When I was single, I usually cooked enough food for at least two meals — dinner one night and leftovers the next.

It was easier that way, and more economical. Also, I’m lazy, and getting more than one meal out of one day’s cooking appealed to my slothful side. A dinner of corned beef turns into corned beef sandwiches the next day and corned beef hash for breakfast.

But sometimes you just. Don’t. Want. Leftovers.

Sometimes, you truly want to cook just one meal for just one person: you. And cereal doesn’t count.

So I decided to explore four takes on cooking for one: ground beef, pork, salmon (for when you’re feeling a little fancy) and vegetarian.

I was in a celebratory mood, so I started with the salmon.

It was easy getting a single fillet — I just asked the fish guy at my grocery store for one. And making the sauce for it was almost as easy.

The sauce is a simple matter of whisking together mayonnaise, Dijon mustard, lemon zest, lemon juice and a bit of garlic. And when I tell you that it is a phenomenal sauce that I can’t wait to try again, I’m not being all food writery and saying that everything I make is incredible. I’m telling you: It’s a phenomenal sauce that I can’t wait to try again.

I’m sure it would go well with other fish and even shrimp. For that matter, it would probably be excellent with chicken, too. But I can’t see how it could be better with anything than it is with salmon; it is a perfect pairing.

I sautéed my salmon in a skillet, giving it a delicious, crispy sear. But the sauce is so great you could also bake the salmon, or even poach it. Any way you do it, you’ll be happy.

I next tried a pork chop — and to be honest, I could only find them in packages of two. But that’s fine; I just had one left over to cook the next day.

The traditional accompaniment to pork chops is apple, so I was thinking along those lines when I came upon a recipe that stopped me in my tracks. It is a pork chop with apples, yes, but the apples are sweetened with brown sugar and flavored with cinnamon, nutmeg and pecans.

Essentially, it is a pork chop with the filling to an apple pie. It isn’t nearly as sweet as that, but it’s basically the same idea.

And how is it? It’s excellent. It’s pork with a warm apple glaze. It’s a little hard to track down where the recipe originally came from — it’s swirling somewhere in the mists of the Internet — but somebody out there is a genius.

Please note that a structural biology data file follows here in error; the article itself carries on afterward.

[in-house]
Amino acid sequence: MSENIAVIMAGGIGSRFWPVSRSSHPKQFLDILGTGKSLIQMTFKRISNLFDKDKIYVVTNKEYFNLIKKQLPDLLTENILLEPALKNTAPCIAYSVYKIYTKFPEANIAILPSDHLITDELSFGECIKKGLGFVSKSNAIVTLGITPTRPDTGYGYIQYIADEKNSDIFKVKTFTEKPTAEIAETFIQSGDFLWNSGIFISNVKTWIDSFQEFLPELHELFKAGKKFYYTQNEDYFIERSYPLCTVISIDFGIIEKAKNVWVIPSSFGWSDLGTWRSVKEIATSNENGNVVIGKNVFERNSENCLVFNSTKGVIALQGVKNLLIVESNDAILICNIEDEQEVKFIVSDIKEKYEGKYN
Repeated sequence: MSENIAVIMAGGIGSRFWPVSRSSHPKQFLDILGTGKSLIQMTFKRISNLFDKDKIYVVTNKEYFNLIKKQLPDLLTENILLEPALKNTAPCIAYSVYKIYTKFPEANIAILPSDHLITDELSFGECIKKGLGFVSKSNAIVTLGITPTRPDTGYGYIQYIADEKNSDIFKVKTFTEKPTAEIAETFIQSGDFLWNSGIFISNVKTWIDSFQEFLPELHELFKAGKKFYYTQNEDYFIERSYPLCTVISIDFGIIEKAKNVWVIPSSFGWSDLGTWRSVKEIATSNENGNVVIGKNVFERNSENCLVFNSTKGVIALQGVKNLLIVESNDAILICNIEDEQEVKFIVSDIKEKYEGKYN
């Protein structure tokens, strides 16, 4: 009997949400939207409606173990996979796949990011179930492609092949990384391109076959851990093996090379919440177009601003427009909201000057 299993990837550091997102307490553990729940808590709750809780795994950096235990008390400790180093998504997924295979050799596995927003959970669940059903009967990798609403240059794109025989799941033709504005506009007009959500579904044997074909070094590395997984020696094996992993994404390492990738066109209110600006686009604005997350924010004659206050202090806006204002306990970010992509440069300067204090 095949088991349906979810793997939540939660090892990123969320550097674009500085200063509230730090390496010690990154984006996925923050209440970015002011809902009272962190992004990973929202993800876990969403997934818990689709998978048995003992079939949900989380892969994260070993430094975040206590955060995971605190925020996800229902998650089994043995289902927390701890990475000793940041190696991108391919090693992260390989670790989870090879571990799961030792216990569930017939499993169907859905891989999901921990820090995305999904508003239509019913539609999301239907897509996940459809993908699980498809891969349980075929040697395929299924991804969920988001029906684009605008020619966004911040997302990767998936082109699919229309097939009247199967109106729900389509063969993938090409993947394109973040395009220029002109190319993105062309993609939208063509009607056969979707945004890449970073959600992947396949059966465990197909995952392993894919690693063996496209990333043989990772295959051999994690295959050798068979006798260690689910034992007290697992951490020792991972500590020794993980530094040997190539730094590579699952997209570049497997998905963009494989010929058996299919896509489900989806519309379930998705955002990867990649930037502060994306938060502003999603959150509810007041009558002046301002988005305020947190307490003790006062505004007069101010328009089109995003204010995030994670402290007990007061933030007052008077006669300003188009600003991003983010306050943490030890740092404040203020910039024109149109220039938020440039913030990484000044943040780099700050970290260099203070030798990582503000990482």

As with the pork, it was hard to find ground beef in a portion of much less than a pound. So, as with the pork, I had some beef left over to cook the next day.

I used the beef to make what I’m afraid is a standard meal when I am cooking just for myself. It reminds me of what I imagine well-fed cowboys used to eat on the range, so I called it chuckwagon skillet.

It’s ground beef cooked with onion, potatoes, beans, diced tomatoes and roasted corn, spiced (or not, if you don’t like heat) with minced jalapeño. If you start cooking the potatoes first, everything comes together at the same time, and you can make it all in one skillet. That’s important for solo diners.

If you want, you can make it with ground turkey, although I’m guessing not a lot of cowboys did it that way.

For my final solo meal, I made a vegetarian version of my favorite Philly cheese steak sandwich, Tony Luke’s, which is located right underneath Interstate 95. If you ask, Tony Luke’s will put broccoli rabe on its sandwiches.

So I was thrilled to find a vegetarian version, with just the right amount of broccoli rabe and thinly sliced portobello mushrooms substituting for the beef. The mildly bitter rabe plays beautifully off the succulent, earthy mushrooms, and there is just enough grease to make it great.

Best of all are the couple of slices of American cheese that are melted in, which makes it absolutely gooey and divine. You could also use provolone or do it the Philly way, with Cheez Whiz.

But use the American cheese. Treat yourself.

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